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Rev: July 16, 2004
Jill Osborne

Created: Jan. 1995
Bev Laumann

You are here: IC Network > Patient Handbook > Treatments > Nerve Stimulation

TENS & Nerve Stimulation

TENS Stimulation

With TENS, mild electric pulses enter the body for minutes to hours two or more times a day either through wires (in pad form) placed on the lower back or the suprapubic region, between the navel and the pubic hair, or through special devices inserted into the vagina in women or into the rectum in men. Although scientists don't know exactly how it works, it has been suggested that the electric pulses may increase blood flow to the bladder, strengthen pelvic muscles that help control the bladder, and trigger the release of hormones that block pain.

TENS is relatively inexpensive and allows the patient to take an active part in treatment. Within some guidelines, the patient decides when, how long, and at what intensity TENS will be used. TENS has been helpful in relieving pain and decreasing frequency for some IC patients. If TENS is going to help, change usually occurs in 3 to 4 months. There are several manufacturers of TENS units, and the price can vary considerably. All of the units are relatively small and easily concealable under loose clothing.

TENS units are available from a number of suppliers around the country. One reliable source is Rajala Rehabilitation. They sell a number of TENS units, as well as pads and supplies.

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Surgical Electrical Nerve Stimulation Techniques

(Revised July 2004 - Jill Osborne)

This invasive and difficult treatment is a variation of TENS, described previously. Some doctors and medical equipment companies (Medtronic, ANS) advocate surgery to permanently implant electrodes and a unit that emits continuous electrical pulses. While it is NOT approved for the treatment of interstitial cystitis, it is approved for the treatment of frequency and urgency. It is being aggressively marketed around the world despite the lack of published studies that verify its LONG TERM effectiveness.

How does it work? Neuromodulation uses mild electrical stimulation of the sacral nerve. For patients with extreme frequency/urgency and who have failed other therapies, this surgical therapy is a new option. Patients with urinary and/or fecal incontinence have also had positive results. However, the US FDA is very clear in stating that this treatment should ONLY be considered after all other conventional therapies have been tried and failed. Why? Because surgery of any type is risky AND other treatments (oral medications) have consistently and effectively reduced the symptoms in many patients. So, for the IC patient, this means that you should not consider this surgery until you have tried both oral (i.e. Elmiron, Hydroxyzine, Elavil & various alternatives) and intravesical (DMSO, Heparin, etc.) therapies.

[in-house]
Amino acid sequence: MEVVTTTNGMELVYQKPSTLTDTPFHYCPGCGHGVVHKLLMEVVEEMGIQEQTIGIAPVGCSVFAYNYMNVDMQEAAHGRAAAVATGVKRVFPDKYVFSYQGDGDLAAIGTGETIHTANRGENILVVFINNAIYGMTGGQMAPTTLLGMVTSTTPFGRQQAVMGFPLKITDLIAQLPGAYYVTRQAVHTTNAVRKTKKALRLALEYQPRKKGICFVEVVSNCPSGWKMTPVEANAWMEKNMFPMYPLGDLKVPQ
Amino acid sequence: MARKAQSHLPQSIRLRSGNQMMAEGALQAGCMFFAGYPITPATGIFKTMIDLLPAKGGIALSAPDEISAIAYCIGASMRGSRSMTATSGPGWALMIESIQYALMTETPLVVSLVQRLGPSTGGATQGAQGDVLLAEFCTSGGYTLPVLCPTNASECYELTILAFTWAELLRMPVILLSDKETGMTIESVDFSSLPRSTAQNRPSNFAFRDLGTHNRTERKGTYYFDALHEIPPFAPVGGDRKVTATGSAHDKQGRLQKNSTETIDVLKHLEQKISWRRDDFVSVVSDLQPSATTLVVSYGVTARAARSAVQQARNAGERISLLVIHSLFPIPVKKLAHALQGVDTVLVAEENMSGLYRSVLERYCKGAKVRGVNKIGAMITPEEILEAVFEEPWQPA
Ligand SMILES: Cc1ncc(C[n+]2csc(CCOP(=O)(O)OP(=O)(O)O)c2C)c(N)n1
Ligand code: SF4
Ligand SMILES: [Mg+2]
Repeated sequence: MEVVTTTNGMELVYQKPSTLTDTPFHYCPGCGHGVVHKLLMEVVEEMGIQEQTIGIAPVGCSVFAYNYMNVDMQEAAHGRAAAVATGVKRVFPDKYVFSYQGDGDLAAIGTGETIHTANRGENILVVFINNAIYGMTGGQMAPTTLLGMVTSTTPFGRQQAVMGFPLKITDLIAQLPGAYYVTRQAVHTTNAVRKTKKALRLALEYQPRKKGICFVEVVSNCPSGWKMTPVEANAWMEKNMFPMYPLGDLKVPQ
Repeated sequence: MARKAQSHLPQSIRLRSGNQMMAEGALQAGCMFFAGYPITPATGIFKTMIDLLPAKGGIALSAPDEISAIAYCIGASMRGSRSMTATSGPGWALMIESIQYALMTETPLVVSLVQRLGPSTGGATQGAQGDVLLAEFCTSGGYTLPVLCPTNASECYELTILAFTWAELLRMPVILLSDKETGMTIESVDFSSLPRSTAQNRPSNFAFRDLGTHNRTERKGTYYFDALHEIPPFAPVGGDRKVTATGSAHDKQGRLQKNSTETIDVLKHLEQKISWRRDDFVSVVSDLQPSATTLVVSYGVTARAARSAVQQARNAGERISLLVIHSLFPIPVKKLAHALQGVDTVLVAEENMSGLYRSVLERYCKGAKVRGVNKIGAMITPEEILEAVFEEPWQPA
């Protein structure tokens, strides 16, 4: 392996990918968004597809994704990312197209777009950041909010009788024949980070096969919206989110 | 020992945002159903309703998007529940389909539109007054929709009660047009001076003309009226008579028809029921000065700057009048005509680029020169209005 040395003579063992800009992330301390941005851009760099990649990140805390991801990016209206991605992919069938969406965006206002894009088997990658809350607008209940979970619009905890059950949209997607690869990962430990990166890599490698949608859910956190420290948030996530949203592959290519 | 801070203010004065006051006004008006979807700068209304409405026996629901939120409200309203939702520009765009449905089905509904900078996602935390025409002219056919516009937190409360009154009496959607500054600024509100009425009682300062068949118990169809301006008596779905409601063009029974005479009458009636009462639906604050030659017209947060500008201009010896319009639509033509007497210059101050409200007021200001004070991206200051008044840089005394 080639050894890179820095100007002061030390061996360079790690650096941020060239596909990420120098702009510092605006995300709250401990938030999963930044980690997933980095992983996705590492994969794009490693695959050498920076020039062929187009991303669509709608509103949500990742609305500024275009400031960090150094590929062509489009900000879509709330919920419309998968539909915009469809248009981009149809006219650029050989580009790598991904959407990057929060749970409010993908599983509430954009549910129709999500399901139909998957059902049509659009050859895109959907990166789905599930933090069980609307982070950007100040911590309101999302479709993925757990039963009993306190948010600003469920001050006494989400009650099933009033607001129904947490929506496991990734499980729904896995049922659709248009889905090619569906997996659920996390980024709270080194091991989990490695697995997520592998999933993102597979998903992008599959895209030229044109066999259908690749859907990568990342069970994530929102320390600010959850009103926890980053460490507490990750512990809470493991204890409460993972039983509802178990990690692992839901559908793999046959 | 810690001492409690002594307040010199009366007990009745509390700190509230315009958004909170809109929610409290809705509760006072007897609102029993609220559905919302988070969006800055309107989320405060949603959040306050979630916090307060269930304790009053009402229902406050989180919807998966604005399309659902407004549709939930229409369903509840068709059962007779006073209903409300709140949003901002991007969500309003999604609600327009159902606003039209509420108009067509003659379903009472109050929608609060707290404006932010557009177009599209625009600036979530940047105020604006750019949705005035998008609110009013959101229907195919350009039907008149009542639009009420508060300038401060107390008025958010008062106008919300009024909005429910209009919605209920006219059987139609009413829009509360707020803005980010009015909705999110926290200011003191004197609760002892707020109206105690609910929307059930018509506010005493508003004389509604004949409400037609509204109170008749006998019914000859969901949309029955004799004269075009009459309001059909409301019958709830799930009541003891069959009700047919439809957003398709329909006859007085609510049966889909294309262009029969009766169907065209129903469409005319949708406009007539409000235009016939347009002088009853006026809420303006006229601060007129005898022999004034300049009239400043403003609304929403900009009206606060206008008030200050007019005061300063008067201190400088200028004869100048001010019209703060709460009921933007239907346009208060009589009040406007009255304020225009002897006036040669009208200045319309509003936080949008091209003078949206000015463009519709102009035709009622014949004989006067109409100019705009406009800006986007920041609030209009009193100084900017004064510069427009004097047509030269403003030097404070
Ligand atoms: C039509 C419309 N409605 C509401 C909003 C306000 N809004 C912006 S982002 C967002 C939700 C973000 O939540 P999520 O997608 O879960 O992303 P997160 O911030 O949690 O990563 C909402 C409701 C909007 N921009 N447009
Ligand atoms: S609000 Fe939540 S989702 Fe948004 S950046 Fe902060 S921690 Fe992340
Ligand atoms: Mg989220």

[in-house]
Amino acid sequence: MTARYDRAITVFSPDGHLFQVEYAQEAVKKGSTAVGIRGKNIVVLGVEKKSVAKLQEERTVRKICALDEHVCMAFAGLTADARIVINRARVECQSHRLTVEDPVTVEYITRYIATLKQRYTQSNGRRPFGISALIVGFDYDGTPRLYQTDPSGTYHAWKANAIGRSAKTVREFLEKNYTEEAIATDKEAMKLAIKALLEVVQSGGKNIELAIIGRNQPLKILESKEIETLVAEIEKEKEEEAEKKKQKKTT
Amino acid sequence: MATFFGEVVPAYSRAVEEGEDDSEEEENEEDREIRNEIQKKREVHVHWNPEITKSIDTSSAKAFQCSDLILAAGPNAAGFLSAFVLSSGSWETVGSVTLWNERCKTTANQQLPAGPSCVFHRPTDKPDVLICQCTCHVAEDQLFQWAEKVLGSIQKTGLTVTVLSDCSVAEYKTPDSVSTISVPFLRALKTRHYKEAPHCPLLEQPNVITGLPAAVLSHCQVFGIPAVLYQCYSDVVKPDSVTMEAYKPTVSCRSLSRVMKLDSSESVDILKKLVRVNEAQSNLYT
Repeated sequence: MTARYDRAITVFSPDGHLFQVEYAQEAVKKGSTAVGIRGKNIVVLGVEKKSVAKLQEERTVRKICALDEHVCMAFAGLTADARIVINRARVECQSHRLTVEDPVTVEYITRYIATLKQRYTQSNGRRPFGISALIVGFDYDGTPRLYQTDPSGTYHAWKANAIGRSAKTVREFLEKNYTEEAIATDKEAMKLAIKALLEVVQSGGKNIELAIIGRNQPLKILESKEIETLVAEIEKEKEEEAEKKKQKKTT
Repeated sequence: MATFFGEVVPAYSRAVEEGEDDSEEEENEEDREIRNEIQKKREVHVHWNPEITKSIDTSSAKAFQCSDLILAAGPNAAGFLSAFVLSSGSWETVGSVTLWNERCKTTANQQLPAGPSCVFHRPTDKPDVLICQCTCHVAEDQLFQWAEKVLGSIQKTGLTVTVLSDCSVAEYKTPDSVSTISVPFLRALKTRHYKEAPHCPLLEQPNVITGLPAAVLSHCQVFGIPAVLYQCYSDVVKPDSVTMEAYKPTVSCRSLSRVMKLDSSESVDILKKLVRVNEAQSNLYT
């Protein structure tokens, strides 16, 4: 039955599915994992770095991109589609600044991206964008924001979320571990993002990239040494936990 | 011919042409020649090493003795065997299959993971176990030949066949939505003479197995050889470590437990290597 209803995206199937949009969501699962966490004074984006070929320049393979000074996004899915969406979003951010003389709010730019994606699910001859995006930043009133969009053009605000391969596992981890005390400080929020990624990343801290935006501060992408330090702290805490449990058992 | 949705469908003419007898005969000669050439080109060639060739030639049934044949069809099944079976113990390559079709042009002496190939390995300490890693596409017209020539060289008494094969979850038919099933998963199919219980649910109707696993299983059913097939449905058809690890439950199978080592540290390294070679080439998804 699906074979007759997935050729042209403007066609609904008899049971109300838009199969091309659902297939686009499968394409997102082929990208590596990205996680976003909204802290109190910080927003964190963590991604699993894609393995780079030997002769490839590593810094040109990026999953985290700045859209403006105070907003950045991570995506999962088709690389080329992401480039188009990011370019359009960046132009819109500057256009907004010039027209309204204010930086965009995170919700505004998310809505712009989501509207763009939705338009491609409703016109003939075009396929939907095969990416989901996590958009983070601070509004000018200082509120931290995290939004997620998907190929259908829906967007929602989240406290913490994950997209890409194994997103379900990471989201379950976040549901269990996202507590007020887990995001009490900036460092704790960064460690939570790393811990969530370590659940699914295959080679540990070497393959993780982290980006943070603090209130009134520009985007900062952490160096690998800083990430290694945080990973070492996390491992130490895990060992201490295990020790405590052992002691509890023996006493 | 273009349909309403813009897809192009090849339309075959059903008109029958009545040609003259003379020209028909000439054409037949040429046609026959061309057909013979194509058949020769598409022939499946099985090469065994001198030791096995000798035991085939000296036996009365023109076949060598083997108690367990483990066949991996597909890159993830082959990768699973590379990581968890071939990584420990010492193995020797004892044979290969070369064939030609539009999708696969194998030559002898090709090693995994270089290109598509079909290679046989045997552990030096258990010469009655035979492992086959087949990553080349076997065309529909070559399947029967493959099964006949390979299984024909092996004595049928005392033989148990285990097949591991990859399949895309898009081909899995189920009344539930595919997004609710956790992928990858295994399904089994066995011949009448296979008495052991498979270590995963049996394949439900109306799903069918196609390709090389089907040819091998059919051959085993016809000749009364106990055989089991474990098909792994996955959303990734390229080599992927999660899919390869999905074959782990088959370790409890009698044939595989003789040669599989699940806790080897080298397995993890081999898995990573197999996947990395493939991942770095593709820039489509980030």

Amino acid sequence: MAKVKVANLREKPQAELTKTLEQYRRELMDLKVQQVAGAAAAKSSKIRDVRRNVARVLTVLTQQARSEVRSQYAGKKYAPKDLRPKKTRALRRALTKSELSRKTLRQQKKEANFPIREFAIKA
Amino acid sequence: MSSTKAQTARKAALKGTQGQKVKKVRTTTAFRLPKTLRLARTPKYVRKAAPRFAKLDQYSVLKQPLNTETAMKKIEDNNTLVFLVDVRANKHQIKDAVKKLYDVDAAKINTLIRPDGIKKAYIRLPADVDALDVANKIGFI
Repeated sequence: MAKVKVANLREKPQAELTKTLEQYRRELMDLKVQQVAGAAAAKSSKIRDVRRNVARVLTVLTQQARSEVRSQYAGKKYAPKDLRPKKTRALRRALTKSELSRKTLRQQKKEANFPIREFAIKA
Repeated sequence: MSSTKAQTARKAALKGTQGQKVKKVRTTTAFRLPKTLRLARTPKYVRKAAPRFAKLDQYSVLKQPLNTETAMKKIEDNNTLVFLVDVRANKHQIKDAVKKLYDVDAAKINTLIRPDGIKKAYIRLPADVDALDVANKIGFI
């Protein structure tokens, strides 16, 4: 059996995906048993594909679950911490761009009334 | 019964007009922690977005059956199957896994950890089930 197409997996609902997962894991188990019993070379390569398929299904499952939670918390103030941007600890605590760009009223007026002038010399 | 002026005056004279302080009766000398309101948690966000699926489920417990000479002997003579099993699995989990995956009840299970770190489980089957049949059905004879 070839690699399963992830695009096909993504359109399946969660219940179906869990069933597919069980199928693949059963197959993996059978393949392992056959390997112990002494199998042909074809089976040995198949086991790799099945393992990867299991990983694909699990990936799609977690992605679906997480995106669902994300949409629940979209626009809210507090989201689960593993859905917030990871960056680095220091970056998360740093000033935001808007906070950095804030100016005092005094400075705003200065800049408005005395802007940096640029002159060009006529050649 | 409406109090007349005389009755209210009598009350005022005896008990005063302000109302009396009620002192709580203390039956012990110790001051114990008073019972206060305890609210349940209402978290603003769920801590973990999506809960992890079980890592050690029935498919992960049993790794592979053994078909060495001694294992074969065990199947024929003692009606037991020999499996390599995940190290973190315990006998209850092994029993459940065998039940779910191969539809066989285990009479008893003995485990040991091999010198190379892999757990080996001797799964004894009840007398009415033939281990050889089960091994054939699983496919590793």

What does it involve? Patients are first required to undergo a test stimulation, which is a three to five day trial period of stimulation. If the results are favorable, doctors may then recommend a permanent implant. Trials are usually done in outpatient surgery and the patient is awake during the procedure. While using local anesthetic, the urologist will attempt to insert the device into the proper location. Please note that some patients have reported extreme pain during the trial procedure. We recommend that patients discuss pain care, both during and after this procedure, with their physicians well in advance of having the trial. The use of a "safe" word that will inform physicians that they have reached your pain threshold may be useful.

During the trial, patients will be asked to keep a voiding diary to track their symptoms. If, after that period, your diary indicates that it significantly helped your symptoms, you may be recommended to have the permanent implant.